So, foot slapping was one piece of the puzzle. Question number two: what causes peroneal tendonitis in runners? I consulted Dr. Google and found that a strained peroneus longus muscle is often the culprit. As soon I read that, I remembered back to earlier in the week when I noticed my outer lower leg was sore. This just felt like the standard muscle ache so I didn't pay any special attention to it at all. But suddenly the pieces were coming together. I massaged around the peroneous longus muscle and voila: a tight and tender area.
Question #3: Why is my peroneus longus muscle strained? To answer this one, I had to figure out which motion stresses that muscle. The answer was easy-- plantar flexation of the foot. This would explain why my foot doesn't hurt at all when I walk, but I definitely feel something while driving. My drive to and from the pool hurt my foot more than anything else because my foot was in a flexed position the entire time.
So far, I knew that plantar flexation while running caused me to strain my peroneus longus muscle, which resulted in mild tendon inflammation near the foot-- felt primarily when driving. And I knew that I changed my gait to avoid foot slapping. Well, what muscle do you use to restrain that forefoot from coming down hard? The peroneous longus!!!! I realized that I was flexing my foot ever so slightly to keep it from slapping down, and in doing so, strained the peroneous longus muscle.
I can't be 100% sure that my foot issue was caused by this, but it makes a lot of sense. Changes in gait often lead to injuries, even if they are for the better.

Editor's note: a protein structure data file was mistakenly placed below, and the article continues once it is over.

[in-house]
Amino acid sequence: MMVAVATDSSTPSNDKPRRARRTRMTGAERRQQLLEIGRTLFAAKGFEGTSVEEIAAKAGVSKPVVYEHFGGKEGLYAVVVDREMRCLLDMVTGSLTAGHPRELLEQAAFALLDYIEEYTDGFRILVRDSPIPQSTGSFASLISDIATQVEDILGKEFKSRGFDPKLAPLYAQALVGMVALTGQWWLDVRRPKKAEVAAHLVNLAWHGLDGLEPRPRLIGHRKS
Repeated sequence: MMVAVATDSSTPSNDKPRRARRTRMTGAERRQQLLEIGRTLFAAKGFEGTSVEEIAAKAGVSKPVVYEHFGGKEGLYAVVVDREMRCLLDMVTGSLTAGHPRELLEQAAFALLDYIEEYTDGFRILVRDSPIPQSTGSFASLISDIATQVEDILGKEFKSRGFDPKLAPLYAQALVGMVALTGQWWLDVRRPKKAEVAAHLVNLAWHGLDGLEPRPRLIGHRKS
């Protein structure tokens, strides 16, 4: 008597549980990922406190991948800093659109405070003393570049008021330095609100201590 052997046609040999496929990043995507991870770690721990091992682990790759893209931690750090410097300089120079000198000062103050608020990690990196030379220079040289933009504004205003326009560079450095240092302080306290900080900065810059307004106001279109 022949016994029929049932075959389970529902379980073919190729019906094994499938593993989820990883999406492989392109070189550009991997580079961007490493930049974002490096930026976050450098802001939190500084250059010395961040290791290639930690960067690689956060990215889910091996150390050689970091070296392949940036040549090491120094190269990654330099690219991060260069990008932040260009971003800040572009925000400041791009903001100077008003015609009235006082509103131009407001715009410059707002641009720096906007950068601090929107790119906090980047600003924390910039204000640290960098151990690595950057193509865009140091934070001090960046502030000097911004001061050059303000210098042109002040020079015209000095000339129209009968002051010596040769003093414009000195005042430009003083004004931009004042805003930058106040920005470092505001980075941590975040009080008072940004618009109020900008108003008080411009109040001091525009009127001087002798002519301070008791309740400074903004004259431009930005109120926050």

I plan to do strengthening exercises for the peroneous longus muscle as well as stretching and massage. I am also wearing my CEP compression sleeve to help speed recovery. I'm icing my foot A LOT. I also scheduled two ART (Active Release Technique) sessions with the sports doctor who did my gait analysis.
My coach told me to wait until my tendon felt 100% to return to running, and I plan to take that advice. My foot already feels much better today than it did yesterday. I have no pain with walking and I only feel it while driving or when pointing and flexing my foot. And even then, I would give it a 1.5 out of 10 on the pain scale. It's very minor and had I not experienced this injury in the past, I wouldn't be reacting this way. The earliest I see myself running again is Thursday (which would be six full days off) and that's only if I am pain free. My hope is to be able to run 18 miles on Saturday, but I won't do it unless I'm completely free and clear of any foot sensations.
Some of the best running advice I ever received was "sacrifice a day of training to save a week, sacrifice a week to save a month, sacrifice a month to save a year." So I am sacrificing a week to save a month. I'll continue to do workouts in the pool (today I did 40 minutes of pool running plus 1000yd swim) and hopefully get to the starting line of my marathon both healthy and well trained.